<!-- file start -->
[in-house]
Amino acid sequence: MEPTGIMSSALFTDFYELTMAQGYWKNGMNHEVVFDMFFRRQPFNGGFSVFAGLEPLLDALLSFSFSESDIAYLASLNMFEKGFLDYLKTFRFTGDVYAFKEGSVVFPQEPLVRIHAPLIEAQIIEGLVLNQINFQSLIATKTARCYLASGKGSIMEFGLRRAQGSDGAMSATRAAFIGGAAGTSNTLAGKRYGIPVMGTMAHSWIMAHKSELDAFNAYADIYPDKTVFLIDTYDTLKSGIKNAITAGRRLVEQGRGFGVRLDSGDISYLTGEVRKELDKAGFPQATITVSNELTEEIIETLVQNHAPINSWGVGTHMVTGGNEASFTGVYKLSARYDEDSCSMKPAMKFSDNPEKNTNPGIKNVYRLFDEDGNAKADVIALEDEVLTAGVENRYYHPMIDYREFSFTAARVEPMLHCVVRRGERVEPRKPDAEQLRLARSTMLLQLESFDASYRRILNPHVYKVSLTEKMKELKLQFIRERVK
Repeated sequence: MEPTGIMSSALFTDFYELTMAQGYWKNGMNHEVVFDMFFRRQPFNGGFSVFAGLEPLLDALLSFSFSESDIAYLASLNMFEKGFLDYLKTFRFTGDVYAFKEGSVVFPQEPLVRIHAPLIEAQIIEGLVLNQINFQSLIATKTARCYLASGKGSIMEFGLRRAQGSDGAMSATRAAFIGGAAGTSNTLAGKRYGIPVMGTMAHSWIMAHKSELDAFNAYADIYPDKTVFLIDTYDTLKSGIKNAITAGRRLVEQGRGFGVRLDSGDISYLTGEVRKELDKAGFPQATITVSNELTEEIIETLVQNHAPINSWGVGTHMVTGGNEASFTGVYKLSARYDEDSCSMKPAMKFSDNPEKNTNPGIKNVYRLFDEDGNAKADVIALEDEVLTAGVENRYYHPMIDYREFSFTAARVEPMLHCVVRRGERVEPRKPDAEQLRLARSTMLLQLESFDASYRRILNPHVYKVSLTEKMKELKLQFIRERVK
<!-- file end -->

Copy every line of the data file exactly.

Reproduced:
[in-house]
Amino acid sequence: MEPTGIMSSALFTDFYELTMAQGYWKNGMNHEVVFDMFFRRQPFNGGFSVFAGLEPLLDALLSFSFSESDIAYLASLNMFEKGFLDYLKTFRFTGDVYAFKEGSVVFPQEPLVRIHAPLIEAQIIEGLVLNQINFQSLIATKTARCYLASGKGSIMEFGLRRAQGSDGAMSATRAAFIGGAAGTSNTLAGKRYGIPVMGTMAHSWIMAHKSELDAFNAYADIYPDKTVFLIDTYDTLKSGIKNAITAGRRLVEQGRGFGVRLDSGDISYLTGEVRKELDKAGFPQATITVSNELTEEIIETLVQNHAPINSWGVGTHMVTGGNEASFTGVYKLSARYDEDSCSMKPAMKFSDNPEKNTNPGIKNVYRLFDEDGNAKADVIALEDEVLTAGVENRYYHPMIDYREFSFTAARVEPMLHCVVRRGERVEPRKPDAEQLRLARSTMLLQLESFDASYRRILNPHVYKVSLTEKMKELKLQFIRERVK
Repeated sequence: MEPTGIMSSALFTDFYELTMAQGYWKNGMNHEVVFDMFFRRQPFNGGFSVFAGLEPLLDALLSFSFSESDIAYLASLNMFEKGFLDYLKTFRFTGDVYAFKEGSVVFPQEPLVRIHAPLIEAQIIEGLVLNQINFQSLIATKTARCYLASGKGSIMEFGLRRAQGSDGAMSATRAAFIGGAAGTSNTLAGKRYGIPVMGTMAHSWIMAHKSELDAFNAYADIYPDKTVFLIDTYDTLKSGIKNAITAGRRLVEQGRGFGVRLDSGDISYLTGEVRKELDKAGFPQATITVSNELTEEIIETLVQNHAPINSWGVGTHMVTGGNEASFTGVYKLSARYDEDSCSMKPAMKFSDNPEKNTNPGIKNVYRLFDEDGNAKADVIALEDEVLTAGVENRYYHPMIDYREFSFTAARVEPMLHCVVRRGERVEPRKPDAEQLRLARSTMLLQLESFDASYRRILNPHVYKVSLTEKMKELKLQFIRERVK